Keeping busy with law cases means I had to give up playing poker. It kept me up late at night. I’ll bet I didn’t get to bed on poker nights until 8 or 9. But I’ve kept my hand in when it comes to wooing the ladies. My daughter is used to my ways, but when I first met Emily, I think she was a little surprised at the number of women who came and went from my room. I never let my avocation get in the way of the seeking justice for my clients. Aside from my daughter, I may be the only honest lawyer in the county. I’ve been practicing law here so long that not only do I know where all the bodies are hidden, I know who buried them.
My daughter and I get along fairly well although she seems to think she should take all the criminal cases in our firm and leave me the wills, real estate transactions and other paperwork. She tells me it’s because I’m so good at this detailed work, but I think she believes she’s protecting me—as if I don’t know how wicked this world is. She hasn’t come into contact with half the thieves, con men and killers I have. Doesn’t she know how I paid to put her through law school? Well, of course, some of the money came from my skill at card games and from some play at the local casino. Clara thinks the law is all about doing everything on the up and up. She doesn’t understand that sometimes justice can be achieved a by leaning a bit on others like giving a little nudge to a few crooked judges around here. The one who took Emily’s case needed reminding that his version of being Christian needed a tune up.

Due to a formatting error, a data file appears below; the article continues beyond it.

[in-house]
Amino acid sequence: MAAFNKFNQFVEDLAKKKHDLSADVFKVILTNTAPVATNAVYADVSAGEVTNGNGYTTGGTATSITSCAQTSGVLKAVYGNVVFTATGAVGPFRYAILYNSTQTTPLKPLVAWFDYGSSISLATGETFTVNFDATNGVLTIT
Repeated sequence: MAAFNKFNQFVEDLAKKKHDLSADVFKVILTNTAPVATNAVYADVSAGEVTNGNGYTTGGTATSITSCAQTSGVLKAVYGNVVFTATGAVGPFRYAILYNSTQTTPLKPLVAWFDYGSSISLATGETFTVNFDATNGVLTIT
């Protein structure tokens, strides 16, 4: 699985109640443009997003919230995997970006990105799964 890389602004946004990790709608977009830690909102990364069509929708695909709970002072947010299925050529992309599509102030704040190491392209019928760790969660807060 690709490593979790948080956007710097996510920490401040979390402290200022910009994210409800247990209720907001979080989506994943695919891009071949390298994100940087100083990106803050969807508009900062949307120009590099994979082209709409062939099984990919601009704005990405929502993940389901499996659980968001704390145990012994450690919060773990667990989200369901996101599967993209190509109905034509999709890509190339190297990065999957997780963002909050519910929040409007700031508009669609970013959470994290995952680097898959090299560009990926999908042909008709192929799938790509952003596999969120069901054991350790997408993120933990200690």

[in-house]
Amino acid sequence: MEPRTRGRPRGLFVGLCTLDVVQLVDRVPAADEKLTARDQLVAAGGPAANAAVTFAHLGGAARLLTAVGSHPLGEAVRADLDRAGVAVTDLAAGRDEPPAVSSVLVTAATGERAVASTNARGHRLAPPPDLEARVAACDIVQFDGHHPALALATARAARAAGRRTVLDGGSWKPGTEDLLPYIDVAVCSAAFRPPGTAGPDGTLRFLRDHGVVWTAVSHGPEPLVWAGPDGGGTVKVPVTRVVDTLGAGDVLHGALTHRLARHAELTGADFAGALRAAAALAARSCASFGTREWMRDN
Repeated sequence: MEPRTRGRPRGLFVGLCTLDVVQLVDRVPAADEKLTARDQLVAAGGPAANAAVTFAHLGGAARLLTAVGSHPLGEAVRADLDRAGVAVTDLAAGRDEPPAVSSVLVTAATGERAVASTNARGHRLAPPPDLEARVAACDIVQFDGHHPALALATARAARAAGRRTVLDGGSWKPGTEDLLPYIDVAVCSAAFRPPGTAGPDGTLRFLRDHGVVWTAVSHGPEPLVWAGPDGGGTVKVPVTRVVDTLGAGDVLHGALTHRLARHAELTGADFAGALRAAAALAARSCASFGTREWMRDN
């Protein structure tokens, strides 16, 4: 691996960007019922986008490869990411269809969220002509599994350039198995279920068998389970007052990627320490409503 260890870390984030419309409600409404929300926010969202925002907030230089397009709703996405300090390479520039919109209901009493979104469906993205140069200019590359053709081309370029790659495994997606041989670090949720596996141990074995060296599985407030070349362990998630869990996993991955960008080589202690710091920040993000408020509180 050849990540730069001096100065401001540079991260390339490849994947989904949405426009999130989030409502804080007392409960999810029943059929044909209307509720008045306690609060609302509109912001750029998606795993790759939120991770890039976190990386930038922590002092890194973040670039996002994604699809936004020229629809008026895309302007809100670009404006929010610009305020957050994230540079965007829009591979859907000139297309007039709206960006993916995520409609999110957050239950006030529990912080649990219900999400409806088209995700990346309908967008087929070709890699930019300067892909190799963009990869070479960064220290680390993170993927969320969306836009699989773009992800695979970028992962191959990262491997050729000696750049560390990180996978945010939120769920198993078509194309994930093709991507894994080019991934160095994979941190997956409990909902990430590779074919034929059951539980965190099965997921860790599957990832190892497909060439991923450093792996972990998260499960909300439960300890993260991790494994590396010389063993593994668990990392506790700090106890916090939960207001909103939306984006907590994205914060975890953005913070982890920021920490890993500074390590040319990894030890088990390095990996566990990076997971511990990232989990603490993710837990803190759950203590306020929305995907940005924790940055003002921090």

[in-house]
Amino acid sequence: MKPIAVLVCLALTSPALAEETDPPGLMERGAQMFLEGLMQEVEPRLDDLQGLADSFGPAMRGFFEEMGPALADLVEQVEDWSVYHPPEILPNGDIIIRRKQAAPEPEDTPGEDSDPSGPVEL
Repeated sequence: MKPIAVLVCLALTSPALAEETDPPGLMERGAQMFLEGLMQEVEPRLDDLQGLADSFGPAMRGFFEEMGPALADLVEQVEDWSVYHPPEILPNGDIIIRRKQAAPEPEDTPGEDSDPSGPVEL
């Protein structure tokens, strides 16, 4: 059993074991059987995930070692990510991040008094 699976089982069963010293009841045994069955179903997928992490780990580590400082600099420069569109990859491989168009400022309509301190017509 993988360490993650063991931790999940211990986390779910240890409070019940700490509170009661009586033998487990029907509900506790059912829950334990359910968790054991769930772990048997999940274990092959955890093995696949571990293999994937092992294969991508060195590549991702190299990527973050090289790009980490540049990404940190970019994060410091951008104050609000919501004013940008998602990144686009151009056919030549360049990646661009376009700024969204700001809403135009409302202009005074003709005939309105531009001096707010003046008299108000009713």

Clara also thinks I need some new suits, claims the ones I wear smell like moth balls. Well, of course they do. Until I came out of retirement, those suits sat in the back of my closet for years. How else could I keep ‘em nice? Well, maybe they are a little yellowed, but the naphtha smell serves to remind my opponents of my long history as an attorney around here, a history that includes knowing what they did when they were only in knee pants. Keeps them humble…and honest.